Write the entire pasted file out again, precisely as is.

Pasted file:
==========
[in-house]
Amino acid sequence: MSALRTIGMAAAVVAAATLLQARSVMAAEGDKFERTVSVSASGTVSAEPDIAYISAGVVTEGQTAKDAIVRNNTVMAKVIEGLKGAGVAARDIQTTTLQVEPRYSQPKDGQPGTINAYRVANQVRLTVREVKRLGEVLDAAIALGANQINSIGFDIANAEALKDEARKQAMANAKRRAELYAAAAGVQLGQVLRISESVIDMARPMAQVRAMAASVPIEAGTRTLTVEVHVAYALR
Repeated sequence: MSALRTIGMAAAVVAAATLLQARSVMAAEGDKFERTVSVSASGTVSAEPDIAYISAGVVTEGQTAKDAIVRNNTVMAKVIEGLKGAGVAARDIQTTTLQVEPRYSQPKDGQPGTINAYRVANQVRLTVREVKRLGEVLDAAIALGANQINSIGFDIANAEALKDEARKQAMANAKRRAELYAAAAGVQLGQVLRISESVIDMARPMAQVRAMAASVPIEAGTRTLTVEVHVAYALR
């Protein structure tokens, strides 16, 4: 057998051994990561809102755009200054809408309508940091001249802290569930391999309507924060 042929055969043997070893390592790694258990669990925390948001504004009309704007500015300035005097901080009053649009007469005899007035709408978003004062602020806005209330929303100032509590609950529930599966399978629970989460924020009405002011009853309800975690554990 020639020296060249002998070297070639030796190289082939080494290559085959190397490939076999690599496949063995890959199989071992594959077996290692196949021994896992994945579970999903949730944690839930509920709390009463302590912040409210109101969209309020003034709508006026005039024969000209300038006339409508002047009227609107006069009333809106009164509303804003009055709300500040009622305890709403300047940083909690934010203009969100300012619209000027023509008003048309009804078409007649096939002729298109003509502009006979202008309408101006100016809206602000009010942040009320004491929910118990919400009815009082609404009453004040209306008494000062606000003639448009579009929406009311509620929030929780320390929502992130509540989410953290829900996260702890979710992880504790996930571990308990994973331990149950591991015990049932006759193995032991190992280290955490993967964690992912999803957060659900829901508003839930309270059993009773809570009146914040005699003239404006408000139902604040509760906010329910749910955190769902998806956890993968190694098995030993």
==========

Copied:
[in-house]
Amino acid sequence: MSALRTIGMAAAVVAAATLLQARSVMAAEGDKFERTVSVSASGTVSAEPDIAYISAGVVTEGQTAKDAIVRNNTVMAKVIEGLKGAGVAARDIQTTTLQVEPRYSQPKDGQPGTINAYRVANQVRLTVREVKRLGEVLDAAIALGANQINSIGFDIANAEALKDEARKQAMANAKRRAELYAAAAGVQLGQVLRISESVIDMARPMAQVRAMAASVPIEAGTRTLTVEVHVAYALR
Repeated sequence: MSALRTIGMAAAVVAAATLLQARSVMAAEGDKFERTVSVSASGTVSAEPDIAYISAGVVTEGQTAKDAIVRNNTVMAKVIEGLKGAGVAARDIQTTTLQVEPRYSQPKDGQPGTINAYRVANQVRLTVREVKRLGEVLDAAIALGANQINSIGFDIANAEALKDEARKQAMANAKRRAELYAAAAGVQLGQVLRISESVIDMARPMAQVRAMAASVPIEAGTRTLTVEVHVAYALR
């Protein structure tokens, strides 16, 4: 057998051994990561809102755009200054809408309508940091001249802290569930391999309507924060 042929055969043997070893390592790694258990669990925390948001504004009309704007500015300035005097901080009053649009007469005899007035709408978003004062602020806005209330929303100032509590609950529930599966399978629970989460924020009405002011009853309800975690554990 020639020296060249002998070297070639030796190289082939080494290559085959190397490939076999690599496949063995890959199989071992594959077996290692196949021994896992994945579970999903949730944690839930509920709390009463302590912040409210109101969209309020003034709508006026005039024969000209300038006339409508002047009227609107006069009333809106009164509303804003009055709300500040009622305890709403300047940083909690934010203009969100300012619209000027023509008003048309009804078409007649096939002729298109003509502009006979202008309408101006100016809206602000009010942040009320004491929910118990919400009815009082609404009453004040209306008494000062606000003639448009579009929406009311509620929030929780320390929502992130509540989410953290829900996260702890979710992880504790996930571990308990994973331990149950591991015990049932006759193995032991190992280290955490993967964690992912999803957060659900829901508003839930309270059993009773809570009146914040005699003239404006408000139902604040509760906010329910749910955190769902998806956890993968190694098995030993």